Editorial: Representation Matters

  • Photo Annaya Stewart

Canadian media is white.

Consider who you read in the mainstream media. It’s probably white people—white men. The lack of minority representation in the media doesn’t exist in a vacuum, but is a product of colonialism, capitalist development, slavery, and the genocide of Black and Indigenous people, and people of colour over centuries.

Let’s consider an example near and dear to us: Concordia’s journalism department. There are no non-white teachers. In fact, the j-school class on gender and diversity hasn’t been offered since the professor who taught it retired two years ago. Out of these contexts sprouts a nationwide media ecosystem that is actively racist.

The lack of coverage on missing and murdered Indigenous women is a problem, the fact that a journalist like Desmond Cole—a Black person who reports sharply on racism, specifically towards Black people—is considered an outcast are examples of the problem. Why does the media actively turn a blind eye to the racism that is blatant in our society?

In recorded cases of race-based harassment, why is the oppressor’s face blurred, out of sympathy, while the victim’s identity is made public and subject to a racist court of public opinion?

It is also important that we don’t reduce these instances to symptoms of the problem. TVA Nouvelles’ active sympathy of Quebec’s far-right comes from the very same internalized racism that the previous two examples do. We have to see them as what they really are: Moments of explicit racism.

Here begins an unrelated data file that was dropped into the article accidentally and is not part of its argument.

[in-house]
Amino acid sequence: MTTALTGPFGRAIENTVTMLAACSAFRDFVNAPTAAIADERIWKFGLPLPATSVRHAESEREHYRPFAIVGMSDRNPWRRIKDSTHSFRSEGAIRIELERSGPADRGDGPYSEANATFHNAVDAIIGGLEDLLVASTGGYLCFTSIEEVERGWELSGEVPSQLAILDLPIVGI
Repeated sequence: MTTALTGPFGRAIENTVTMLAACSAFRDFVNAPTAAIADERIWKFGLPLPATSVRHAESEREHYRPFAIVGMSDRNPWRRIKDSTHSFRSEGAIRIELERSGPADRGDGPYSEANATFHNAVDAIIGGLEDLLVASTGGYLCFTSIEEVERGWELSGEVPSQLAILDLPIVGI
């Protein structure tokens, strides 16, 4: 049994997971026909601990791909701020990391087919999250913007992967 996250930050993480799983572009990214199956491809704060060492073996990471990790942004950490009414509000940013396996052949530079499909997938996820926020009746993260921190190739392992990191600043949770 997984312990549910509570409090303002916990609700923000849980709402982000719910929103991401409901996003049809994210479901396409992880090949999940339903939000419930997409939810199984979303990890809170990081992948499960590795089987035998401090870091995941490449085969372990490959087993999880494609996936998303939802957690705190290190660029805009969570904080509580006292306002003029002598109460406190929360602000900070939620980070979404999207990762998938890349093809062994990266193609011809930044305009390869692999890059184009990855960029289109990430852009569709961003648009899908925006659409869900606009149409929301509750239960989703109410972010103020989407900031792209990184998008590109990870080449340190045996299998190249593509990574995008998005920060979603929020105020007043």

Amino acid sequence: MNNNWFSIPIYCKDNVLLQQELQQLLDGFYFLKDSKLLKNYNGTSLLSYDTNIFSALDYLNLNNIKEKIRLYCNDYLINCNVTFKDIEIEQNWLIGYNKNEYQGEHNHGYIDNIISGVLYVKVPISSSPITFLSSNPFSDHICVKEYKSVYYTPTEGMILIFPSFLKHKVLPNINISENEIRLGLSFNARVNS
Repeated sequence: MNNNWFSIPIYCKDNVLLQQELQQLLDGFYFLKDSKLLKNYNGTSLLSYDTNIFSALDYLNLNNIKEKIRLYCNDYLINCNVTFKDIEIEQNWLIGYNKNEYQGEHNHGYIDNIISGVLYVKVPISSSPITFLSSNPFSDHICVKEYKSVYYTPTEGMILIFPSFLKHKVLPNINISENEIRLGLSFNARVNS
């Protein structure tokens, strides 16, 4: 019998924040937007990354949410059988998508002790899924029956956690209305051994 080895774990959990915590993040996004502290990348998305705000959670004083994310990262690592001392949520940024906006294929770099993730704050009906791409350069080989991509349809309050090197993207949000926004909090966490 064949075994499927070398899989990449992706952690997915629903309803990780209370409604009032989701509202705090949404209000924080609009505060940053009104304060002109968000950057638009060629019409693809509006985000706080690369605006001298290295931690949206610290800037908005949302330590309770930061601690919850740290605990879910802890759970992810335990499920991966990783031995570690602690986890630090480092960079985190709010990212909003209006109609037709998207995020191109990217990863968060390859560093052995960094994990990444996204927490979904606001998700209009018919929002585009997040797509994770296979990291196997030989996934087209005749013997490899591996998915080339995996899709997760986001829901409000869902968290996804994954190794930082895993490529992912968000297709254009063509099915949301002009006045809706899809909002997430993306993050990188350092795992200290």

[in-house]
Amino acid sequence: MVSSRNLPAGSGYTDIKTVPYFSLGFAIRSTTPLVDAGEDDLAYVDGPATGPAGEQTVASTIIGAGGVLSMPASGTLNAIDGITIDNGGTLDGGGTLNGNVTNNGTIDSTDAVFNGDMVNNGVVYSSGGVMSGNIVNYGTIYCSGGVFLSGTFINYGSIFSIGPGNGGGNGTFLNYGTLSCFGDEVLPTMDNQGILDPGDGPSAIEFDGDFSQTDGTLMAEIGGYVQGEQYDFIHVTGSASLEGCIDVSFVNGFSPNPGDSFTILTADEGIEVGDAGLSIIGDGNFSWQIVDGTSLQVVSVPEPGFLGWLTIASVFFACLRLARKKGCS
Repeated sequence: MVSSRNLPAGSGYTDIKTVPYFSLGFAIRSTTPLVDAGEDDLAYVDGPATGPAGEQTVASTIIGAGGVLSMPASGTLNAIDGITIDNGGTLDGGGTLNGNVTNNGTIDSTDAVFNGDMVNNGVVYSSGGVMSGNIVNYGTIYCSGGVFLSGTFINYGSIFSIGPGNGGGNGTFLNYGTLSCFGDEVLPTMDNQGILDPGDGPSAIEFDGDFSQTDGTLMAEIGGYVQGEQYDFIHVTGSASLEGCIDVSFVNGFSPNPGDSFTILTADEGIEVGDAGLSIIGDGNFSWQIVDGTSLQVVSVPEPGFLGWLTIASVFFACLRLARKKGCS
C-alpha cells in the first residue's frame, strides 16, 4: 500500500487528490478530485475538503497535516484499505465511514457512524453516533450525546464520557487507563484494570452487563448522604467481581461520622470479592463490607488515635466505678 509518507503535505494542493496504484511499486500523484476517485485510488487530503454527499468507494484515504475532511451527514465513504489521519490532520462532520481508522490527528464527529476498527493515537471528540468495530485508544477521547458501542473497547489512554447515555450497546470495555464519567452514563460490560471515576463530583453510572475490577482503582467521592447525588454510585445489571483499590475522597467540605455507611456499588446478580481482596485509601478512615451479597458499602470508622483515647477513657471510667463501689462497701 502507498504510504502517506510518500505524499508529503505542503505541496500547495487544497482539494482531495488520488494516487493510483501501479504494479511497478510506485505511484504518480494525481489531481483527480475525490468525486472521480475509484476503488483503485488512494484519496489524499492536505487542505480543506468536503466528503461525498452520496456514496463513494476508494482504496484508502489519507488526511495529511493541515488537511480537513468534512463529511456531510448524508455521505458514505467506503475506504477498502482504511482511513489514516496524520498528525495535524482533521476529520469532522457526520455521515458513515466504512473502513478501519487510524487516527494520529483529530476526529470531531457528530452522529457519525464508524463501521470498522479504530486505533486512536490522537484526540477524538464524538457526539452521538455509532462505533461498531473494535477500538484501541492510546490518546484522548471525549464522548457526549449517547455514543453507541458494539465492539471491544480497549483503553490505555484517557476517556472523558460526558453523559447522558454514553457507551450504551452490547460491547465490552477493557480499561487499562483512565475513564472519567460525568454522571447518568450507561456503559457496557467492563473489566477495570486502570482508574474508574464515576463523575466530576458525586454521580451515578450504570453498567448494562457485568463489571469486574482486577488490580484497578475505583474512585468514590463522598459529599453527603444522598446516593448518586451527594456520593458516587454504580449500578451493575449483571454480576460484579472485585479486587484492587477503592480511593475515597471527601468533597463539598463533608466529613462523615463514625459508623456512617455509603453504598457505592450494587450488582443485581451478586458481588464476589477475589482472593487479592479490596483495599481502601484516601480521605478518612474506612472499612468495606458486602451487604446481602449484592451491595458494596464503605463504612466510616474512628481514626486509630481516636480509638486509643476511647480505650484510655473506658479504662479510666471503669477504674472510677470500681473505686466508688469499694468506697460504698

We at The Link call on Concordia’s journalism department to take the lead in reaching out to minority communities to fix the problem of representation in the department, as well as on the student and faculty levels. We call on every journalism school across the country to do the same with their local minority communities. We hope to see balanced representation of minority issues in the media nationwide, void of any stereotyping and tokenism.

We hope to see racialized voices taken seriously, and given the dignified platform that they have never been afforded in the Western world.

Out of our 15 editors at The Link, only two are racialized—both of whom have the privilege of being cis-hetero males. We acknowledge that this publication’s editorial team is and has always been predominantly white. This is yet another example of the racial barriers in which our media landscape exists.

In this space dedicated to issues of race, a Concordia student shares her experiences with racism at the university and her concern with the predominantly white, eurocentric topics covered in her classes. She also calls out the lack of diversity within all curriculums across the school’s faculties. Two women of colour write about the trivialization of their hair. A Black woman shares traumatizing anecdotes of severe race and gender-based harassment.

Still, this special issue is by no means an exhaustive look at the complexities of race, ethnic identity, and otherness. We hope these stories can expand the conversation about our racist society and how to overcome these ills.

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